Assistive Technology for Supporting Communication, Occupation, and Leisure by Children With Severe to Profound Developmental Disabilities

Assistive Technology for Supporting Communication, Occupation, and Leisure by Children With Severe to Profound Developmental Disabilities

Copyright: © 2018 |Pages: 11
DOI: 10.4018/978-1-5225-2255-3.ch026
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Two categories of users have been recruited for the aforementioned programs:

  • 1.

    Participants with extensive motor disabilities and normal intellectual functioning, and

  • 2.

    Individuals with severe to profound developmental and multiple disabilities (i.e. a combination of intellectual, motor and sensorial disabilities).

The AT for the first category, implemented for educational and/or rehabilitative purposes, may be useful to improve literacy process (Chiapparino, Stasolla, De Pace, & Lancioni, 2011), instead the interventions for the second category may be focused on the independent access to preferred stimuli or on constructive engagement (Stasolla & Caffò, 2013; Stasolla et al., 2015).

A basic form of AT are the microswitches, that is electronic devices planned to enabling persons with disabilities to control autonomously their environment through the exhibition of small and simple behavioral responses (Holburn, Nguyen, & Vietze, 2004; Mechling, 2006; Saunders et al., 2003). For example, through a pressure microswitch, a child may receive a short listen (e.g. 10 sec) of preferred song, rather than directly switching on the computer or the CD player, not accessible to him/her, considering his/her clinical conditions (Lancioni et al., 2008), or accessible only through the help of caregivers (Lancioni, Singh, et al., 2006). Consequently, they are considered as a great educational and rehabilitative resource (Stasolla & Perilli, 2015).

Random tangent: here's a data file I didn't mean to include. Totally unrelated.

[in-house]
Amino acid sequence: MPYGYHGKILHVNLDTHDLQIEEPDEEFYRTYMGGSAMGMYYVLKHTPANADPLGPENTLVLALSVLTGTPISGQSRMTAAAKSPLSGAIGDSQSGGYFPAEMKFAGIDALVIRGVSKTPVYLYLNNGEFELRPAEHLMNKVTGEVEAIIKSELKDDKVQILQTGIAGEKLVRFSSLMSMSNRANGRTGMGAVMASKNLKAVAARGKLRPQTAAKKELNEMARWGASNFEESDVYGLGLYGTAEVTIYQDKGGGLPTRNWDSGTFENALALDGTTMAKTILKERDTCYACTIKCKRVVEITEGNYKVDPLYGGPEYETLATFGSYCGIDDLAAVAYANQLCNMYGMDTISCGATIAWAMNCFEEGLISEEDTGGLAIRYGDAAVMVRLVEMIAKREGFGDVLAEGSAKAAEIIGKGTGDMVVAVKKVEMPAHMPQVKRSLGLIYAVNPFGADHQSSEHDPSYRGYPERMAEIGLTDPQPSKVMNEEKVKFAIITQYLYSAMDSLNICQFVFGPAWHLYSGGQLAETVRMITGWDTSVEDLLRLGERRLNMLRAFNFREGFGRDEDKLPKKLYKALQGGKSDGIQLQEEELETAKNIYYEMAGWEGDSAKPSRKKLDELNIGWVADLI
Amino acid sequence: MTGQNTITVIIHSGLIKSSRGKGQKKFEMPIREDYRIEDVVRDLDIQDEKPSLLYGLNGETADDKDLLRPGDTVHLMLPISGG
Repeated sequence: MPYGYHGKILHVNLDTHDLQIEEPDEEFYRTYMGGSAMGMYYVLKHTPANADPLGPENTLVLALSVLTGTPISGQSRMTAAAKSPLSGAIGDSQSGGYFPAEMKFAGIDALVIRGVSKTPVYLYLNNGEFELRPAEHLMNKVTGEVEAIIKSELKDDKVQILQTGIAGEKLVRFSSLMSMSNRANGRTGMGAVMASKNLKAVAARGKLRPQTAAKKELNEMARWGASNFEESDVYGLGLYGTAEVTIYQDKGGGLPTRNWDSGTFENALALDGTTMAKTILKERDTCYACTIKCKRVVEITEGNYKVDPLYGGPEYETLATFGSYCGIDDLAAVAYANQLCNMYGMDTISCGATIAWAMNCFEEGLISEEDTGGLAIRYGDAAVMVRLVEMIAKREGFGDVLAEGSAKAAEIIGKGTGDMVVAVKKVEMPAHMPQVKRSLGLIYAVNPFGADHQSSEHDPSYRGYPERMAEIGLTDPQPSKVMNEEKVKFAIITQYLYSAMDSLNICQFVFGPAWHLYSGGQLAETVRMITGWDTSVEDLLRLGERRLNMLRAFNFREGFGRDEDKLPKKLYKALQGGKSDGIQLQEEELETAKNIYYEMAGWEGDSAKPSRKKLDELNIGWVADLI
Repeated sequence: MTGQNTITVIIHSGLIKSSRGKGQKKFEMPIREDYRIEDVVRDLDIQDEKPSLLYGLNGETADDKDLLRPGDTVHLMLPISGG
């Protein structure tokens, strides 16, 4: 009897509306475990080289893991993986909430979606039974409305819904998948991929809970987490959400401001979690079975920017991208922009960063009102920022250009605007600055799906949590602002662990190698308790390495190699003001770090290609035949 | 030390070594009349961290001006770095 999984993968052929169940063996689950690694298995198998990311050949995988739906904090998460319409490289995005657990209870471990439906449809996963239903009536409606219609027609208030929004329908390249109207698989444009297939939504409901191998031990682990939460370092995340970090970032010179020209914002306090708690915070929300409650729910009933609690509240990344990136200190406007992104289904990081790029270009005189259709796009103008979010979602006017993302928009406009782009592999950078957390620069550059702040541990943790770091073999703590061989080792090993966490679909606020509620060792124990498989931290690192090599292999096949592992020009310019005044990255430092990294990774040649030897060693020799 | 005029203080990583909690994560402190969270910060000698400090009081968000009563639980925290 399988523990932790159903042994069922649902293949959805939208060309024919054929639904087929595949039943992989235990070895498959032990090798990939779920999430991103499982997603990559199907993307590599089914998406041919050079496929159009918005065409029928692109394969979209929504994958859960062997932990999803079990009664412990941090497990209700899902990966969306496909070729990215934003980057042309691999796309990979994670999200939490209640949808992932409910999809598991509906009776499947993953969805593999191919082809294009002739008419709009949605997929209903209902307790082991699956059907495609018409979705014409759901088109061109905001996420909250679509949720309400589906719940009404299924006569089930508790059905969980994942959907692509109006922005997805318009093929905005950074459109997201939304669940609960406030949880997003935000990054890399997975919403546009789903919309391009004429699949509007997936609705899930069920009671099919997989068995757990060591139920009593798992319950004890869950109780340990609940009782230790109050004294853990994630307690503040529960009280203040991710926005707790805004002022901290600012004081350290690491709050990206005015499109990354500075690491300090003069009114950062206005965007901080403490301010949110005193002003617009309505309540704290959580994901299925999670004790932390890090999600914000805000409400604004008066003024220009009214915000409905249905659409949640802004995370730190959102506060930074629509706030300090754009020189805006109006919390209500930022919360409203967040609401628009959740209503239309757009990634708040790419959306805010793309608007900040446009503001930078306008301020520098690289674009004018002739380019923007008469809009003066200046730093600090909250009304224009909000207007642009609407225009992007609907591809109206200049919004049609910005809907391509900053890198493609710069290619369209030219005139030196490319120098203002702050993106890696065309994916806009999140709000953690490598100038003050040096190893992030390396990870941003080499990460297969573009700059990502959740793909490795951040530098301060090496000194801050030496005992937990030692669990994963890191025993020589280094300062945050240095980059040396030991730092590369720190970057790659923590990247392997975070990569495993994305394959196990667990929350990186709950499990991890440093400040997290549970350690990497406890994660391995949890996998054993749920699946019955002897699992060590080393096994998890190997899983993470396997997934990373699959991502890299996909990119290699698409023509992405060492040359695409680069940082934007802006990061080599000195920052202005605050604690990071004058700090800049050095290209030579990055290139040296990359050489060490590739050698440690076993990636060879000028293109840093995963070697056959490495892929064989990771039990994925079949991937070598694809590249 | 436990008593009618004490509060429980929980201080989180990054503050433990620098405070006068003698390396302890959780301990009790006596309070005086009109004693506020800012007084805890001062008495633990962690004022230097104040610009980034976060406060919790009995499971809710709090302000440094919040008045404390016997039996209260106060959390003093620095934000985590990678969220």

Key Terms in this Chapter

Microswitches: Electronic devices enabling persons with severe to profound developmental disabilities to independently and autonomously access to positive stimulation.

Social Validation: Assessment of the effectiveness, the impact and the quality of a rehabilitative program, involving parents, teachers, students and/or caregivers external to the proposed intervention as raters.

Quality of Life: Complex psychological construct including well-being, satisfaction, fulfillment and happiness.

Indices of Happiness: Signs of happiness such as smiling, laughing and/or excited body movements usually exhibited by non verbal individuals.

Assistive Technology: Umbrella including any technological device, equipment and/or tool ensuring people with disabilities to better function within their context and/or environment of daily life.

Constructive Engagement: Active and/or positive interaction of individuals with disabilities towards the outside world, enhancing self-determination.

Developmental Disabilities: Cognitive, intellectual, motor and/or sensorial disabilities throughout the life span.

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